UNITED STATES OF AMERICA v. WILLIAM GURKA

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United States Court of Appeals, First Circuit.

UNITED STATES OF AMERICA, Appellee, v. WILLIAM GURKA, Defendant, Appellant.

No. 08-2584

Decided: May 12, 2010

Before Lynch, Chief Judge, Torruella and Boudin, Circuit Judges. Donald C. Lockhart, Assistant United States Attorney, with whom Peter F. Neronha, United States Attorney, and Kenneth P. Madden, First Assistant United States Attorney, were on brief for appellee.

William Gurka appeals from the denial of his motion to withdraw that portion of his guilty plea pleading to gun charges related to a cocaine trafficking crime.   See United States v. Gurka, No. 07-118-S (D.R.I. July 7, 2008).   His arguments turn on a single legal question:  whether a defendant who exchanges drugs for guns “possesses” the guns “in furtherance” of a drug trafficking crime within the meaning of 18 U.S.C. § 924(c)(1)(A).   A plain reading of the statute's text shows that he does, and we join the consensus among circuit courts in so holding and in rejecting the defendant's claims that United States v. Watson, 552 U.S. 74 (2007), alters the law on this issue.

I.

We begin with the undisputed facts, to which Gurka agreed when he pleaded guilty.   On June 26, 2007, Gurka met with an undercover agent of the Bureau of Alcohol, Tobacco, and Firearms (“ATF”) in the agent's parked car, beside a highway in Smithfield, Rhode Island.   Gurka had previously expressed interest in purchasing “a cold throw-away .380 caliber pistol.”   At the June 26 meeting, the agent showed Gurka three guns:  (1) a Bryco model 38, .380 caliber semi-automatic pistol, (2) a Lorcin .380 caliber pistol with an obliterated serial number, and (3) a High Standard .22 caliber semi-automatic pistol with a silencer attached.   Gurka examined the guns and the silencer and informed the agent that he wanted to buy all of them.   In exchange for these items, Gurka agreed to pay the agent three bags of cocaine and $400 cash.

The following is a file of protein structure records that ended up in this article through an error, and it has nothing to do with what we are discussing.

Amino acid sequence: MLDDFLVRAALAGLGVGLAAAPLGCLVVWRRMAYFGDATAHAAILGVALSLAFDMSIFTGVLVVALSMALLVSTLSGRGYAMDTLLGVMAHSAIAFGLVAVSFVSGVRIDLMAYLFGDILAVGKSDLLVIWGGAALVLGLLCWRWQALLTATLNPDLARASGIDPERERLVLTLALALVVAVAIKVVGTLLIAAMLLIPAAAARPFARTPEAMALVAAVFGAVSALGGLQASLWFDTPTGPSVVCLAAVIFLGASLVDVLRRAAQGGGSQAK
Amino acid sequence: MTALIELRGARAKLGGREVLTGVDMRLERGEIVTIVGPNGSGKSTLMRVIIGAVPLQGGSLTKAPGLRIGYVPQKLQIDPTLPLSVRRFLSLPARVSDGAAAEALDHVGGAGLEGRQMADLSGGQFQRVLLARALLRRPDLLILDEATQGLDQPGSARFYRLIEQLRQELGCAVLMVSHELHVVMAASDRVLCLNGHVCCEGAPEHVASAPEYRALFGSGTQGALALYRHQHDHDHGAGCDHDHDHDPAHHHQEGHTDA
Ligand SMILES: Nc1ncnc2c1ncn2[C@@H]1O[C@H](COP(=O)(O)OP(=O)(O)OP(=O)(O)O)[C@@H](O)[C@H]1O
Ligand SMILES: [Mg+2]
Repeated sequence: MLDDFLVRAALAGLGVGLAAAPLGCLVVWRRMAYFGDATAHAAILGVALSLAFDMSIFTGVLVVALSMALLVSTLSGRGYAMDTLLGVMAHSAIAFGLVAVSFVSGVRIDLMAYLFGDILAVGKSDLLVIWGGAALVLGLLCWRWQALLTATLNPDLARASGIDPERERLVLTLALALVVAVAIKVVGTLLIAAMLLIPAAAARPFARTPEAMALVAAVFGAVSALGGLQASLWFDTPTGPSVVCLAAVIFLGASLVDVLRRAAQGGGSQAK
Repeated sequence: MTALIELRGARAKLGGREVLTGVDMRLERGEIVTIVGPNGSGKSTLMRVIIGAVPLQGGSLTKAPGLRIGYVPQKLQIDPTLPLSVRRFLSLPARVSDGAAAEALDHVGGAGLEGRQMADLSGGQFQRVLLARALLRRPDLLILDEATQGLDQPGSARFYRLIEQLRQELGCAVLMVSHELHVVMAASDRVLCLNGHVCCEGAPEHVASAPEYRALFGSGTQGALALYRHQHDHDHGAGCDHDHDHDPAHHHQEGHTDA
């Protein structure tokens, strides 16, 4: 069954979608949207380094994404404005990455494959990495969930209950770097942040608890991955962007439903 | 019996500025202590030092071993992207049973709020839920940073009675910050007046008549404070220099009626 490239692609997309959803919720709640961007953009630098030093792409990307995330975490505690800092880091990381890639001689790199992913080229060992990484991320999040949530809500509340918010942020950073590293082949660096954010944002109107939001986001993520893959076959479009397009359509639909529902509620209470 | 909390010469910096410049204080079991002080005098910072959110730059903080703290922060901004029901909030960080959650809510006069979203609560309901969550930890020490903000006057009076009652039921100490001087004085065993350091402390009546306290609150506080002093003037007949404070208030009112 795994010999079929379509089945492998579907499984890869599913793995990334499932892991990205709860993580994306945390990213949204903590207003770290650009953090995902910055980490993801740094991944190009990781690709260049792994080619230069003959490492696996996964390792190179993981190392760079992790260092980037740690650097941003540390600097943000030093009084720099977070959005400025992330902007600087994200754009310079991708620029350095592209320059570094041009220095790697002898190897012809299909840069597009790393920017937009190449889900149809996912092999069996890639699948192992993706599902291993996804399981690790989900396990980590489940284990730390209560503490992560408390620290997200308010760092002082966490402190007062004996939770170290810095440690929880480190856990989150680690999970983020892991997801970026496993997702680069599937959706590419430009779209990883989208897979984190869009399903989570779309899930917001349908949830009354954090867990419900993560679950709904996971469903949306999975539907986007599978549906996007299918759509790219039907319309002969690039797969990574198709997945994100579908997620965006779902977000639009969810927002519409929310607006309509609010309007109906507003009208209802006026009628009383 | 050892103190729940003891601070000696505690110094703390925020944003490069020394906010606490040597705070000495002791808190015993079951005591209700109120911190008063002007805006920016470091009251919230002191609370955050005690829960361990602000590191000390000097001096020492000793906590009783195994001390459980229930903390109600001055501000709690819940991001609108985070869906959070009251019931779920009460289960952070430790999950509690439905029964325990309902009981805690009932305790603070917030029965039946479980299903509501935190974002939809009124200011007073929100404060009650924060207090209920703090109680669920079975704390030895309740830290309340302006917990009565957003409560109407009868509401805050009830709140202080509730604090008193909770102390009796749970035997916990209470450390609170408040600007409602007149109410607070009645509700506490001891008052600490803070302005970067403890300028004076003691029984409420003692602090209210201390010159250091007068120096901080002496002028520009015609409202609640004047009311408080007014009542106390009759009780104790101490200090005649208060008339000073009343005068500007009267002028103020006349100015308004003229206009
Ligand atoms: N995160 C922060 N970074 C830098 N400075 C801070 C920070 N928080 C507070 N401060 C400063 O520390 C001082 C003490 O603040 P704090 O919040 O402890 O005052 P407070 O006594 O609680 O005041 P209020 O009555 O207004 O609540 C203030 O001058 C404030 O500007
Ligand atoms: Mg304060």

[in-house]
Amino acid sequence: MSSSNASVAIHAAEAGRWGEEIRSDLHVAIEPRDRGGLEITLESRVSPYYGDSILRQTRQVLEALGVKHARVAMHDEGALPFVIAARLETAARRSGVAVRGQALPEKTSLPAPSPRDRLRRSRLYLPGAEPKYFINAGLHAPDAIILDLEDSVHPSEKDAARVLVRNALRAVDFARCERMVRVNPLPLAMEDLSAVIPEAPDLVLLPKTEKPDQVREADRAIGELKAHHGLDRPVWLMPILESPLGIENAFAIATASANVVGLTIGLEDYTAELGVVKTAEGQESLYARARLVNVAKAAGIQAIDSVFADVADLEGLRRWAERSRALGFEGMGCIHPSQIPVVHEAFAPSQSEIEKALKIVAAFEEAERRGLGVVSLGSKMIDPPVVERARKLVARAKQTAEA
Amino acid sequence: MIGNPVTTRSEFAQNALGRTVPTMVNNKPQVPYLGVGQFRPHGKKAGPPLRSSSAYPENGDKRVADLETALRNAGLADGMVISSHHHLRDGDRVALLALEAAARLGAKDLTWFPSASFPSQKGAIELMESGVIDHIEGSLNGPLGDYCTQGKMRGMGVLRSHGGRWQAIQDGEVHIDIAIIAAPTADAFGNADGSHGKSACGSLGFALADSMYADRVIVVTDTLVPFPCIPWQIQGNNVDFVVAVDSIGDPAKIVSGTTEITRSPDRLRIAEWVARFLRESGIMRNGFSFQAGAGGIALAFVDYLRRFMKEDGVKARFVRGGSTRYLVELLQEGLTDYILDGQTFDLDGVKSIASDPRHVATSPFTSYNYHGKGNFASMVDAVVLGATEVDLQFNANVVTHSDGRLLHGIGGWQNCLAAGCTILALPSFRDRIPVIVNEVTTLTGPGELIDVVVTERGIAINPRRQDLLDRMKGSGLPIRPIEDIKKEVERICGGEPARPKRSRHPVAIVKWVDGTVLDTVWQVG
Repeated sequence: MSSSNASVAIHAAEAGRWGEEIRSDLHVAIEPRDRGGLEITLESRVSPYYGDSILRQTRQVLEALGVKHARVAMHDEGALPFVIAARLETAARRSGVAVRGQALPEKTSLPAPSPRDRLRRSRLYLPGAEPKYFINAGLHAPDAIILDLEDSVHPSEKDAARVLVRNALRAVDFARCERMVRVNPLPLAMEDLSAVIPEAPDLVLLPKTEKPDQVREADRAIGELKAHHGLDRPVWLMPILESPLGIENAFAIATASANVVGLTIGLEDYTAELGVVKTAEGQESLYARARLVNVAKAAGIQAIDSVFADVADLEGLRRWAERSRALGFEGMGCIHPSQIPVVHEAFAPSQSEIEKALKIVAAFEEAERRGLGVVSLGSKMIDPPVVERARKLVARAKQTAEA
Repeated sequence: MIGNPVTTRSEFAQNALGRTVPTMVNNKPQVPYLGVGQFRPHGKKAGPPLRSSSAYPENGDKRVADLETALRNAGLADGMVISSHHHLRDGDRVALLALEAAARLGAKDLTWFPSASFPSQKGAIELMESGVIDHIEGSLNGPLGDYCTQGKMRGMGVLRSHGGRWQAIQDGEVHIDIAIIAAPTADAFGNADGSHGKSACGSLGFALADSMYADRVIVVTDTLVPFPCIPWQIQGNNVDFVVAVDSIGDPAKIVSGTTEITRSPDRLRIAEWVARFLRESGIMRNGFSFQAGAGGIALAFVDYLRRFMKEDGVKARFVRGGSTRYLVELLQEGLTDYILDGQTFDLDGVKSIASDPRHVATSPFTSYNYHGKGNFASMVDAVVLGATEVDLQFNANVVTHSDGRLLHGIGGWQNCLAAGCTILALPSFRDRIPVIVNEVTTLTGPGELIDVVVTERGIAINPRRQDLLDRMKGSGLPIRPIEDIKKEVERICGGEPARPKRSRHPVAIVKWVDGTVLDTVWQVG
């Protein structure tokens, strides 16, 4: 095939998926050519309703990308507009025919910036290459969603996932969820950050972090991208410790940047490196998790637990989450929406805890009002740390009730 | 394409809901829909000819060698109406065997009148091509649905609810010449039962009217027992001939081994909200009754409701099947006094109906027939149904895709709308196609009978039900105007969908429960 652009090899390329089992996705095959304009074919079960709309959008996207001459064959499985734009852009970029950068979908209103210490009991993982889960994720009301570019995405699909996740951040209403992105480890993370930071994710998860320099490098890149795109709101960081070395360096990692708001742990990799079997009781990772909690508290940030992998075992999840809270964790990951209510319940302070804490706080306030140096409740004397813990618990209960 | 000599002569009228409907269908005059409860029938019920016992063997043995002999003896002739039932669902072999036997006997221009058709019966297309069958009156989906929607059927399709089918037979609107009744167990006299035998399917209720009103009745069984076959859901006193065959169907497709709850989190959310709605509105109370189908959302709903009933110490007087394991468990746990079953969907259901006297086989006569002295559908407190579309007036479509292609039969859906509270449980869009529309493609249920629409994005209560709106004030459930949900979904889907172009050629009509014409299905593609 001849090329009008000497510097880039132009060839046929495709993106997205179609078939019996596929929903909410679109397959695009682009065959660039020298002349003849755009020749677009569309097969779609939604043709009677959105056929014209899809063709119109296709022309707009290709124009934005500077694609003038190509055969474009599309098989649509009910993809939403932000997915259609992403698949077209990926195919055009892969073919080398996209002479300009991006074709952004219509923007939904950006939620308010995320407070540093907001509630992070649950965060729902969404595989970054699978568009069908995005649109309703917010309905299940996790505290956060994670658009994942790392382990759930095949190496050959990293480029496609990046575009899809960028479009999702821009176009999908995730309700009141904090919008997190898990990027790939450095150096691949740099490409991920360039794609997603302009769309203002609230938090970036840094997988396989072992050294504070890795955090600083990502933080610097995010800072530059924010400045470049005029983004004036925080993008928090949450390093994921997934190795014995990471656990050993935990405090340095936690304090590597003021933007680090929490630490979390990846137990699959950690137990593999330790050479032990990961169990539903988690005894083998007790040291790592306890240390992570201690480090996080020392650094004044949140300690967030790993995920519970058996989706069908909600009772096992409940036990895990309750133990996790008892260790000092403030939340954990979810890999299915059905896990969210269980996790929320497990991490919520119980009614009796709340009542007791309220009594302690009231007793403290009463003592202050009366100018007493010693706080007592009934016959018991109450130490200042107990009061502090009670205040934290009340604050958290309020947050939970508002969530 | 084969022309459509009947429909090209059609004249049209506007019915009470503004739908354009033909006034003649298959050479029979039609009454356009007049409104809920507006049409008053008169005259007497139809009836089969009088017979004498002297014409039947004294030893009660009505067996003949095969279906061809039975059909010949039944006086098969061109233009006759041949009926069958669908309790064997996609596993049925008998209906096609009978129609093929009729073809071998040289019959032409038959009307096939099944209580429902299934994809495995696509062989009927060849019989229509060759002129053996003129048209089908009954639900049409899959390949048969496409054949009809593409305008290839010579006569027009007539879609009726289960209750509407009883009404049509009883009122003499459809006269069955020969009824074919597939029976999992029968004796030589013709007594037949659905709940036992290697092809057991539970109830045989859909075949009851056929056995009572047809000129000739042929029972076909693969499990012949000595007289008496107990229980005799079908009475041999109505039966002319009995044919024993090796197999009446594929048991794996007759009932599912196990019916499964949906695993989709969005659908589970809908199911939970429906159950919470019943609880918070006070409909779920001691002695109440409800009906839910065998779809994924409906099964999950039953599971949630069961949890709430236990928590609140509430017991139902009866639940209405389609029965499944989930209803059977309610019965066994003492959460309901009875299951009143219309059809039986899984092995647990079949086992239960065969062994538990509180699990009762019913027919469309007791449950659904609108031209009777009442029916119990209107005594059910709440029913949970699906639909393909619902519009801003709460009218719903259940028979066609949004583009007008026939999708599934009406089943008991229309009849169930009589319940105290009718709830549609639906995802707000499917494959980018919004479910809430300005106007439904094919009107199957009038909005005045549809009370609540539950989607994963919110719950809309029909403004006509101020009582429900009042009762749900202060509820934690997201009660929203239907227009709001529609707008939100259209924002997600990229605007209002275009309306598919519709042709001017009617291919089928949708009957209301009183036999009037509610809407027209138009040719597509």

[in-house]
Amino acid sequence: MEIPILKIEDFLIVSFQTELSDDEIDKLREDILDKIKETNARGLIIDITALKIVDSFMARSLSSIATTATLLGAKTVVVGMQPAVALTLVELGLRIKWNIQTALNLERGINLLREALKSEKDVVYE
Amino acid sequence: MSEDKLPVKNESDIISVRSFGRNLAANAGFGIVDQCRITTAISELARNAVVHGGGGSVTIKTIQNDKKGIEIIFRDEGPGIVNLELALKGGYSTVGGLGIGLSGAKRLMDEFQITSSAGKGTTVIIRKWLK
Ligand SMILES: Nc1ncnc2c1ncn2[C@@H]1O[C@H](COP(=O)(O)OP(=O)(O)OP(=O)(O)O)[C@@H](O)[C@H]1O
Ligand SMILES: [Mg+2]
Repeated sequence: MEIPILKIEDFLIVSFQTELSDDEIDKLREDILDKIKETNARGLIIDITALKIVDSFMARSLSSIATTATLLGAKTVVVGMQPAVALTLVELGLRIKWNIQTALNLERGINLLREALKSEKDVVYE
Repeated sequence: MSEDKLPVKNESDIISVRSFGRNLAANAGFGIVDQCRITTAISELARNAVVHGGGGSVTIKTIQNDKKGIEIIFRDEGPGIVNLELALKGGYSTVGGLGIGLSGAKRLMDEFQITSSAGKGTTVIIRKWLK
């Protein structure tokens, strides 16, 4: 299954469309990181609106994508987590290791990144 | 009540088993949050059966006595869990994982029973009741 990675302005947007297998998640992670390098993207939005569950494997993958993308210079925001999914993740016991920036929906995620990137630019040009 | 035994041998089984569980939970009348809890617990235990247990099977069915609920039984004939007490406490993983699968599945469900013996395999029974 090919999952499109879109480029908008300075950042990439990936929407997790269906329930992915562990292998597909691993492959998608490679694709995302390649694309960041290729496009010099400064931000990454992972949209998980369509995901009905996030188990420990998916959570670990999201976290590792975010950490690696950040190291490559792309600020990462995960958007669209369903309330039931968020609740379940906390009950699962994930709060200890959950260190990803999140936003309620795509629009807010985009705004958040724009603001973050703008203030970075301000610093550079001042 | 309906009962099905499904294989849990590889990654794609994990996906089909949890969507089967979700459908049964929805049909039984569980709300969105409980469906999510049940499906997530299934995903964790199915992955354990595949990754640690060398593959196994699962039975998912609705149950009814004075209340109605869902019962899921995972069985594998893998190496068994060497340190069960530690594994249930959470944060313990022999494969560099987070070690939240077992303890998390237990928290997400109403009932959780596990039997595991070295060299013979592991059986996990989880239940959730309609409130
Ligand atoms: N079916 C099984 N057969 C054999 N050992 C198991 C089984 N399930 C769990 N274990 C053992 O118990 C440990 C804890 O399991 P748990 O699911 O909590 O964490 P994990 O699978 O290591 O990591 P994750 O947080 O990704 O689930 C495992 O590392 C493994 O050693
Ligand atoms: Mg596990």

Gurka first paid the agent the $400 cash.   The agent then brought all three guns to Gurka's nearby pickup truck.   Gurka placed the guns in the truck and paid the agent two bags of cocaine,1 weighing a combined 4.97 grams.   Gurka was then arrested.

Gurka waived his Miranda rights and wrote a statement, admitting to the purchase of the guns and silencer for cocaine and cash.   He also admitted that he had additional cocaine and guns in his home.   A search of Gurka's home later that day revealed an additional 39.57 grams of cocaine, a small quantity of marijuana, and seven guns, including two loaded pistols.

On October 12, 2007, Gurka pled guilty to a six-count information, pursuant to a written plea agreement.   This appeal concerns Count Six,2 which charged Gurka with knowing possession of a firearm-the Bryco semi-automatic pistol 3 -in furtherance of a drug trafficking crime, in violation of 18 U.S.C. § 924(c)(1)(A).   Count Six carried a five-year mandatory prison sentence.   Id. § 924(c)(1)(A)(i).   When asked by the district court if he agreed with the facts described above, Gurka confirmed that he did.   The district court set January 4, 2008, as the date for sentencing.

A few weeks before Gurka's scheduled sentencing, the Supreme Court decided Watson v. United States, 552 U.S. 74 (2007).   The decision concerned a defendant who had pled guilty to bartering drugs for guns under a different prong of § 924(c)(1)(A), which provides a mandatory-minimum sentence for offenders who “use[ ]” a firearm “during and in relation to any ․ drug trafficking crime.”  Id. at 76 (quoting 18 U.S.C. § 924(c)(1)(A)).   The Supreme Court held that receiving a firearm in a trade for guns did not constitute “use” of the weapon within the ordinary meaning of the word, and so did not fall within that language of the statute.  Id. at 83.   The Court explicitly declined to address whether such a transaction would constitute “possession in furtherance of a drug crime” under the prong of the statute at issue here.  Id.